Thursday, April 2, 2009

Knowing (2009)

I had this post ready to go up yesterday but, as I was defending a movie that has recieved nearly universally negative reviews, I thought it best not to post on April Fool's Day.

The basic premise behind Knowing reads like a dumb numerology thriller. Nicolas Cage plays a scientist who comes into possession of a list of numbers – fresh from a time capsule – that line up accurately to the date of every global catastrophe of the past fifty years. In execution, as directed by Alex Proyas, Knowing is often chilling, sometimes even frightening; it generates great apocalyptic dread as the sky steadily grows redder as the film progresses. I’m not sure the plot makes total sense but the actors bring such commitment to the material which is just a little emotionally smarter than other similar features as it grapples in a surprisingly, ahem, knowing way with issues of spirituality.

Cage plays a widower having an existential crisis of purpose, which is especially troubling to his only child, a young boy (Chandler Canterbury) still grieving over the recent death of his mother. It’s also troubling to Cage’s father (Alan Hopgood), a reverend, to whom he hasn’t spoken in years, and his sister (Nadia Townsend) who, in an early scene, gently offers to pray for him. Then the list arrives, along with a newfound sense of purpose when he discovers that there are a handful of dates that are still in the future (although I was never exactly comprehending the way that purpose was suposed to help keep the events from happening). The way the knowledge of the list interacts with various characters is intriguing, as when Cage speaks with a colleague or a haunted woman played by Rose Byrne (with a face almost scarily thin) who enters the plot as well, but I’d hate to spoil it too much. The scene where Cage figures out the pattern, I must confess, gave me a jolt, even though I had been thoroughly informed by the advertising of the pattern's nature.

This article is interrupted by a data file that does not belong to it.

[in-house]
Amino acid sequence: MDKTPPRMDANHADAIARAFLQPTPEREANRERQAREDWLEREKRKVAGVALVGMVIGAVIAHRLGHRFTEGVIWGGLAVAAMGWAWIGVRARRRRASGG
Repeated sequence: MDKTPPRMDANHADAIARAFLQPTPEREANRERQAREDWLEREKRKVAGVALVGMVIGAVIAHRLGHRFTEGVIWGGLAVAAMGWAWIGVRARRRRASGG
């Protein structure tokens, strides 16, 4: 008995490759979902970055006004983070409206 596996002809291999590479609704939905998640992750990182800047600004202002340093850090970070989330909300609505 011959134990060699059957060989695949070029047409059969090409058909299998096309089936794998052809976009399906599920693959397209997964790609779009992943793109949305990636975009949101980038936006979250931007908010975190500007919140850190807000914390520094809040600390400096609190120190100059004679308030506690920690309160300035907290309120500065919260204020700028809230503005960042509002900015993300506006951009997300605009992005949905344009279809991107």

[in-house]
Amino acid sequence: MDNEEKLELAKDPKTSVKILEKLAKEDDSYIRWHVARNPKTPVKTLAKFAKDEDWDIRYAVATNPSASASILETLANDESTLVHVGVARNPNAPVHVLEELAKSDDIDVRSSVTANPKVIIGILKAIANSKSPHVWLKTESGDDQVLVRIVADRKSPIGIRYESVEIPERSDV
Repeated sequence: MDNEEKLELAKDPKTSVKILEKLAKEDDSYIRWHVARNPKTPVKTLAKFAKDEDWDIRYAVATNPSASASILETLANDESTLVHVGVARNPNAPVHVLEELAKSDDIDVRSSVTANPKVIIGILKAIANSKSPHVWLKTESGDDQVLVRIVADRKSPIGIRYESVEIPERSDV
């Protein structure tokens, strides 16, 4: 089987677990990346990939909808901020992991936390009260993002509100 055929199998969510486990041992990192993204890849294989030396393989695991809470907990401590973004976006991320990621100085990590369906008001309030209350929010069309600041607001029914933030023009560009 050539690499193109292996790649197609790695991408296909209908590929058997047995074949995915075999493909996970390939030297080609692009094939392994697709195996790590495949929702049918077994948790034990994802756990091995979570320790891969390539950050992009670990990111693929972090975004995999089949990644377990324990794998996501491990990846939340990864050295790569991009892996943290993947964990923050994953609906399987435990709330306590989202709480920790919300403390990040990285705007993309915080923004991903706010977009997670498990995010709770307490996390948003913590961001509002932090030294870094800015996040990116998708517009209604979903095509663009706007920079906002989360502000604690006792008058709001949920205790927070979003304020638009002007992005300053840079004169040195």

The movie then turns into a creep-fest with lurking strangers, haunting clues, and some very well-done special effect disaster sequences. The first, a plane crash, plays out in a single, smooth, unbroken take so convincing I barely felt like I was watching effects. The second disaster is much more obviously special effects but it’s so fast and intense that I didn’t care. In both cases, my eyes widened and I straightened in my seat as a result of their fantastical verisimilitude. I didn’t entirely understand why Cage, at one point learning the coordinates of a disaster, would rush towards it but sometimes, if a thriller’s working for you, things like that can be glossed over. And this one was working for me. It’s filled with great tension and creep-outs along with a nice twist on an it’s-only-a-cat moment. It sets up a grim premise (“What happens when the numbers run out?”) and then proceeds to push it farther and darker and stranger than I thought it would have the guts to go.

This is not a flawless film. The ending is a little strangely conceived (for those who’ve seen it, I’m not talking about the heat wave, I’m talking about the multiple vessels without multiple seen couples) and afterwards I could pick out additional possible plot holes. This is not a great science fiction film, like the director’s previous Dark City, but it’s in a similar spirit, taking on interesting questions (of faith and science this time) and exploring their emotional implications in a serious way.

Like Roger Ebert, I am at a loss as to the extremely negative reaction the film has received. It’s not always great art, not quite a cohesive whole (and I certainly didn’t like it as much as Mr. Ebert) but the movie is a fairly good example of a semi-smart B-movie popcorn thriller. It wants to raise philosophical questions while providing some excuses for good scares and for eyes to pop. In that, it succeeds.

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